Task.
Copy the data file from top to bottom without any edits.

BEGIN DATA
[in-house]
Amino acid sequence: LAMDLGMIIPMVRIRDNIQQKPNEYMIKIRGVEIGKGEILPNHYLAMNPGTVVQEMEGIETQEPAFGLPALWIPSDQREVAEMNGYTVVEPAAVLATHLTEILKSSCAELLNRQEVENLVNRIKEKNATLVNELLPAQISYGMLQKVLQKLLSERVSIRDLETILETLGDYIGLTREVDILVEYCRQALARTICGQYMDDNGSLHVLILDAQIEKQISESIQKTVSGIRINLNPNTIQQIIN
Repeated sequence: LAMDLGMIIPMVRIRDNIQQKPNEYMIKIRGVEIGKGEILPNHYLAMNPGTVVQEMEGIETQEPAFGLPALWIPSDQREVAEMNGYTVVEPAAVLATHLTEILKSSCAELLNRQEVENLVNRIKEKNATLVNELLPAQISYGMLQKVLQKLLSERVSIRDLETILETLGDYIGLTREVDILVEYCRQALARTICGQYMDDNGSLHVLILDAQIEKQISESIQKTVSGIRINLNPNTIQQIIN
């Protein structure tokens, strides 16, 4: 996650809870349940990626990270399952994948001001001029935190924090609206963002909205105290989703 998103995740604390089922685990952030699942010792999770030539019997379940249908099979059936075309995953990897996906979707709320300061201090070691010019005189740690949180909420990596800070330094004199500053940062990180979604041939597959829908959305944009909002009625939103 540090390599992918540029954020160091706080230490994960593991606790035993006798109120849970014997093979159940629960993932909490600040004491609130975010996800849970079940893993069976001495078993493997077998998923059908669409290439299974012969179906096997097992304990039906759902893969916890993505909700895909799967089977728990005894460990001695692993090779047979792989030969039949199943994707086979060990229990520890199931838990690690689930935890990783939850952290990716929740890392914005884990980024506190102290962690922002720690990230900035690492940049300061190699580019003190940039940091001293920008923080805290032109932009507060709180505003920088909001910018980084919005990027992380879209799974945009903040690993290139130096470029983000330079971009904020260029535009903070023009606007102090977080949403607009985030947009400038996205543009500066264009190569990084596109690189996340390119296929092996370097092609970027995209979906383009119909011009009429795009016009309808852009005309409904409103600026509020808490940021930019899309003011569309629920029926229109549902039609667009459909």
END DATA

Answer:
[in-house]
Amino acid sequence: LAMDLGMIIPMVRIRDNIQQKPNEYMIKIRGVEIGKGEILPNHYLAMNPGTVVQEMEGIETQEPAFGLPALWIPSDQREVAEMNGYTVVEPAAVLATHLTEILKSSCAELLNRQEVENLVNRIKEKNATLVNELLPAQISYGMLQKVLQKLLSERVSIRDLETILETLGDYIGLTREVDILVEYCRQALARTICGQYMDDNGSLHVLILDAQIEKQISESIQKTVSGIRINLNPNTIQQIIN
Repeated sequence: LAMDLGMIIPMVRIRDNIQQKPNEYMIKIRGVEIGKGEILPNHYLAMNPGTVVQEMEGIETQEPAFGLPALWIPSDQREVAEMNGYTVVEPAAVLATHLTEILKSSCAELLNRQEVENLVNRIKEKNATLVNELLPAQISYGMLQKVLQKLLSERVSIRDLETILETLGDYIGLTREVDILVEYCRQALARTICGQYMDDNGSLHVLILDAQIEKQISESIQKTVSGIRINLNPNTIQQIIN
């Protein structure tokens, strides 16, 4: 996650809870349940990626990270399952994948001001001029935190924090609206963002909205105290989703 998103995740604390089922685990952030699942010792999770030539019997379940249908099979059936075309995953990897996906979707709320300061201090070691010019005189740690949180909420990596800070330094004199500053940062990180979604041939597959829908959305944009909002009625939103 540090390599992918540029954020160091706080230490994960593991606790035993006798109120849970014997093979159940629960993932909490600040004491609130975010996800849970079940893993069976001495078993493997077998998923059908669409290439299974012969179906096997097992304990039906759902893969916890993505909700895909799967089977728990005894460990001695692993090779047979792989030969039949199943994707086979060990229990520890199931838990690690689930935890990783939850952290990716929740890392914005884990980024506190102290962690922002720690990230900035690492940049300061190699580019003190940039940091001293920008923080805290032109932009507060709180505003920088909001910018980084919005990027992380879209799974945009903040690993290139130096470029983000330079971009904020260029535009903070023009606007102090977080949403607009985030947009400038996205543009500066264009190569990084596109690189996340390119296929092996370097092609970027995209979906383009119909011009009429795009016009309808852009005309409904409103600026509020808490940021930019899309003011569309629920029926229109549902039609667009459909």